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The Role Speech Technology Can Play in Helping to Streamline the EHR Transition

Early adopters – the approximately 15 percent of
doctors who use an electronic health record (EHR) system successfully –
are hitting a major speed bump ahead of their peers: EHRs can slow physicians
down.

Too much emphasis is being placed on EHR
deployment and not enough on utilization.  In the rush to
computerize patient information, per Obama’s five-year goal that all
medical records go digital, it has been assumed that once EHRs are widely
deployed, patient records will automatically be more complete and shareable, administrative
costs will be cut and that universal quality of care will be enhanced.  First,
we have to get doctors to meaningfully use the system…

In a study conducted by Fallon Clinic comparing EHR
technology used as is vs. with speech recognition technology (replacing traditional
transcription and keyboard-only control of the EHR), not only did speech
recognition prove to help doctors capture the patient encounter in more detail;
it helped to save $5,000 per doctor per year in transcription costs and generated
additional reimbursement per encounter.

Additionally, a recent survey of 1,241 doctors who use
speech recognition (Dragon
Medical
) to capture dictation and populate the EHR found that:

    83 percent said that it improved the quality of
    their patient notes

  • 81 percent said that it significantly reduced
    transcription spending
  • 69 percent said it made their EHR faster and
    easier to use

According to Dr. Dean Carr, a primary care physician at Group Health Cooperative and Epic EHR user in Seattle, WA,
speech recognition “has really shortened the process of creating
notes.  It shortens my day by 1–1.5 hours because I no longer have
to log in from home to complete chart.”

Studies have shown that in some cases, the adoption of EHRs
themselves does not lead to higher quality care. An April 2008 article in
the New England
Journal of Medicine by Groopman and Hartzband

cited the dangers of over reliance on EHR automation: “This capacity to
manipulate the electronic record makes it far too easy for trainees to avoid
taking their own histories and coming to their own conclusions about what might
be wrong.  Senior physicians also cut and paste from their own notes,
filling each note with the identical medical history, family history, social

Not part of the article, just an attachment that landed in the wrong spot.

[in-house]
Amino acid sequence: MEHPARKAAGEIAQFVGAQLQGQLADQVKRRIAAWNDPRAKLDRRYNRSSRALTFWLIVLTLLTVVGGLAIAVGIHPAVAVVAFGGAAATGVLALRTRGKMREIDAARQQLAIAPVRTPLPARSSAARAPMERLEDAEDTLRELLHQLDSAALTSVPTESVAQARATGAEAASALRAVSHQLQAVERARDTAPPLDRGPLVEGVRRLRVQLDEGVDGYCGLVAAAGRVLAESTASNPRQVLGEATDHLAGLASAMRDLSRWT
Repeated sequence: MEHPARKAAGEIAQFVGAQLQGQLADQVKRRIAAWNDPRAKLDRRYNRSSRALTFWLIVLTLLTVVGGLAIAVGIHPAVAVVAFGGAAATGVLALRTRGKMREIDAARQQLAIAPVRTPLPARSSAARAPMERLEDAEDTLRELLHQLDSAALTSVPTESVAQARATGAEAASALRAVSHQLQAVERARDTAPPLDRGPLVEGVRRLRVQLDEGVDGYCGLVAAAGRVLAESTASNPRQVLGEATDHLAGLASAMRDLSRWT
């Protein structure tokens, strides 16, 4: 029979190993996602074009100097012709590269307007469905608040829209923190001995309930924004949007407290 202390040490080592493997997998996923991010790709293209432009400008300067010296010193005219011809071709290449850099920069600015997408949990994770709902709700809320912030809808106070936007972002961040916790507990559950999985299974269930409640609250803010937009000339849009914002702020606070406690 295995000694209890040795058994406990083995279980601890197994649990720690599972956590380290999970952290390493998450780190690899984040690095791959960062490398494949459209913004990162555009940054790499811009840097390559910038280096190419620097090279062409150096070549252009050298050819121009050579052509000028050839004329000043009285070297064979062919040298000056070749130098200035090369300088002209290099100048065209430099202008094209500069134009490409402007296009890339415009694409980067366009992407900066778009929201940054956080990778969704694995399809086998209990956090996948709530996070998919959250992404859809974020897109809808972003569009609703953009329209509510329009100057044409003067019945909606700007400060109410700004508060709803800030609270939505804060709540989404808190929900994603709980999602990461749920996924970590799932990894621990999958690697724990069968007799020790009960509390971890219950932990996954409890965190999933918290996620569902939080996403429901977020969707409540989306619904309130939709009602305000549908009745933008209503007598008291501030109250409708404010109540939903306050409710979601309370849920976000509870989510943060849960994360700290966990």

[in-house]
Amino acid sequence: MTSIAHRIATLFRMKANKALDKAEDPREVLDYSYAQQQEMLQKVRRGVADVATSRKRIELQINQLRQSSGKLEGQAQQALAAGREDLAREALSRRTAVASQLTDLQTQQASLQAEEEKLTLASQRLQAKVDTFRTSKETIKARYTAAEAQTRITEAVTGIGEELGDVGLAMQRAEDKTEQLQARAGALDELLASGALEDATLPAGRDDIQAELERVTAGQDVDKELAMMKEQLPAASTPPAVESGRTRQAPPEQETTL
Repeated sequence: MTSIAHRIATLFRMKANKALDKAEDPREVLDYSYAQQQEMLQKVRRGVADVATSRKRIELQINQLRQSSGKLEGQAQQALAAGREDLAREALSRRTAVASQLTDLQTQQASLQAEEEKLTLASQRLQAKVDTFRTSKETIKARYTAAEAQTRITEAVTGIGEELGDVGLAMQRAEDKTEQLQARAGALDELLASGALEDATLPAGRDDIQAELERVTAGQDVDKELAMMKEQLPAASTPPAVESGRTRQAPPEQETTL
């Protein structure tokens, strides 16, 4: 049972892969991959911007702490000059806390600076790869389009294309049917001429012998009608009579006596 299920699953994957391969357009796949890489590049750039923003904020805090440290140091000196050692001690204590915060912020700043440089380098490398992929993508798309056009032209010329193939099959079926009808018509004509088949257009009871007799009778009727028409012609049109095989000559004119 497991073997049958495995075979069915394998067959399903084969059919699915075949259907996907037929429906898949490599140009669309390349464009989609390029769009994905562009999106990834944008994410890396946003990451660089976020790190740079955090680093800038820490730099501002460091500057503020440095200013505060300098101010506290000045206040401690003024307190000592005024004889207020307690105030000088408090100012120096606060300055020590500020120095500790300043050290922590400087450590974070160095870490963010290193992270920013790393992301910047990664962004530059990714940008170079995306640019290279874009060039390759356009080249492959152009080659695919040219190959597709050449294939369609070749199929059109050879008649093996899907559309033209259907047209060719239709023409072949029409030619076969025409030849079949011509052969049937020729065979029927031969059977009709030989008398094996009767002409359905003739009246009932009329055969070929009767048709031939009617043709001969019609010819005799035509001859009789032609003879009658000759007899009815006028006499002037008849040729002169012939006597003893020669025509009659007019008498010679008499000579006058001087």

history and review of systems.” 

By pairing speech recognition technology
with EHR deployment, doctors are more likely to successfully use the
system.  By dictating their patient notes directly into the EHR vs. typing
their notes, doctors can spend less time on clinical documentation and more
time on patient care.  The return is huge – patient notes are more
detailed and no longer rushed or sloppily-typed.  Moreover, traditional
medical transcription costs can be slashed and insurer reimbursement is often
higher because of more detailed “medical decision-making” – such
as history of present illness, review of systems, assessment and plan.

A solid ROI example of the value of speech
recognition improving the patient documentation process is Beth Israel Deaconess Medical Center in Massachusetts.  They
have achieved cost savings of more than $2 million and decreased turnaround
time (the time from when a patient is seen, to the documentation and
communication of their visit) by 90 percent because of their investment in background
speech recognition technology.  By leveraging speech recognition to support
clinicians’ “free dictation” which can be stored in the EHR, healthcare organizations can speed EHR utilization,
while cutting healthcare costs and improving patient care.

Some physicians have even deployed speech recognition prior
to EHR implementation to generate substantial cash savings which helps pay for
the EHR itself.  “Before we began implementing
the EHR, we leveraged speech recognition to nearly eliminate transcription
costs,” commented Douglas Golding, MD, Medical Director and Chief Medical
Information Officer at Lifetime Health
Medical Group
in Buffalo,
NY and NextGen EHR user.

Golding’s practice covered the full EHR cost with
transcription savings generated by speech recognition.  “As we
implemented the EHR, we found that [speech recognition] facilitated free text
entry where needed.  Now providers create and edit patient reports in one
sitting through free-form dictation.  Report turnaround times have gone
from as much as three weeks to a matter of minutes,” Golding detailed. 
“Best of all, we started saving money almost immediately.  The